Prince Rupert Travel Guide, British Columbia
Most of the cities have or are trying to include tourism on the list of priorities. How much they succeed to get a profit out of it and attract tourists depends on the facilities and activities they provide and on the scenery.
Prince Rupert has not done less that any other city to attract tourists and its hard-working residents of about 17,000 in number that make a mix of First Nations and European-heritage Canadians, have done their best. The location helped them as the city lies on the northern coast of British Columbia next to some excellent rivers and in the protected waters of Chatham Sound plus it is a major fishing and timber port.
Without being able to offer much entertainment in the city residents have turned to fishing as the main activity they can offer and word has spread that Prince Rupert is and excellent spot for sport fishing. You can decide on the length of time you want to spend on fishing be it from a few hours to a week and there are plenty of boats and cruises to hop on. Which one you choose really depends on your budget.
But fishing is not the only activity around. The city makes for a perfect base to explore the surrounding area and you can choose to go to Vancouver Island or Alaska. Northern British Columbia is also an attraction for those who want to see Queen Charlotte Islands, Dodge Cove and Port Edward.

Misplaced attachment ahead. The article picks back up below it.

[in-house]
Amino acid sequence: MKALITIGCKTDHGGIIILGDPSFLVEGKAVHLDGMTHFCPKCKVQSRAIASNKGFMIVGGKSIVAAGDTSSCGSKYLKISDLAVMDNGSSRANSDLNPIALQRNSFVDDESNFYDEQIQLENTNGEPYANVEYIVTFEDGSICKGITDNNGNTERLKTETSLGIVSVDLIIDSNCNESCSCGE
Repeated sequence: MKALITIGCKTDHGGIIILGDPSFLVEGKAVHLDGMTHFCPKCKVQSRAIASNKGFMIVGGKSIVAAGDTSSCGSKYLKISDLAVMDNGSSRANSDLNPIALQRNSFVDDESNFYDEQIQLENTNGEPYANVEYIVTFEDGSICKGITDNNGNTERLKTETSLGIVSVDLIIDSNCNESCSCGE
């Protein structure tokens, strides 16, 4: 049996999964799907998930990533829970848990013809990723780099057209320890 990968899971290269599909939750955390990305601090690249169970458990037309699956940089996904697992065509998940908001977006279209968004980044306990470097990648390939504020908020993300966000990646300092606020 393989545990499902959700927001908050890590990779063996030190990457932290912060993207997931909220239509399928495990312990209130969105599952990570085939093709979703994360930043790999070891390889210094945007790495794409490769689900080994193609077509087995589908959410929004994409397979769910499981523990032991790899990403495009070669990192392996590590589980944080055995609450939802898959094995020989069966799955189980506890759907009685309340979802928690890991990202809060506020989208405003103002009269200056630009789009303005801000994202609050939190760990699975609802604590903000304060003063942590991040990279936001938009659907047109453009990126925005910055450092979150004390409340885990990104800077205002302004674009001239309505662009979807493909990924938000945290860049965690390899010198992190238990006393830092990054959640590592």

You can visit all the major attractions in a day or two depending on your pace but there’s not much to do around Prince Rupert especially on a rainy day and you get quite a few per year as you will find yourself in the wettest city in Canada. Not a too inviting prospective, but if you come to consider the mild climate of the area maybe you’ll lighten up. Summers do not get to be too hot and winters are quite mild with rare snowfalls so if you don’t mind a bit of rain coming to Prince Rupert will turn out to be a good decision. You might want to avoid the wettest season though, which is autumn.
But rainy days are perfect for visiting museums and galleries and Prince Rupert has a few: Kwinitsa Railway Museum, the Museum of Northern British Columbia, and the North Pacific Cannery National Historic Site, Studio 9 Gallery and others. The Museum of Northern British Columbia houses many galleries and exhibits on local history and an interesting collection on the beginning of human inhabitance in the area. The fishing history of the place can be traced at North Pacific Cannery National Historic Site which was proposed to be named a UNESCO World Heritage Site. Once a salmon cannery now the place is a lively museum which fishing enthusiasts will definitely love.
On a sunny day you can walk around the city and discover that its rich historical heritage has been preserved in its massive old churches and old storefronts. The downtown area and the Cow Bay district are the most visited parts of the city.
At Prince Rupert you can put yourself in touch with Mother Nature and choose one of the outdoor activities you like best: fishing, mountain biking, kayaking, hiking or camping.
Prince Rupert mixes history and culture with a picturesque landscape to deliver a vacation destination worth taking into consideration.
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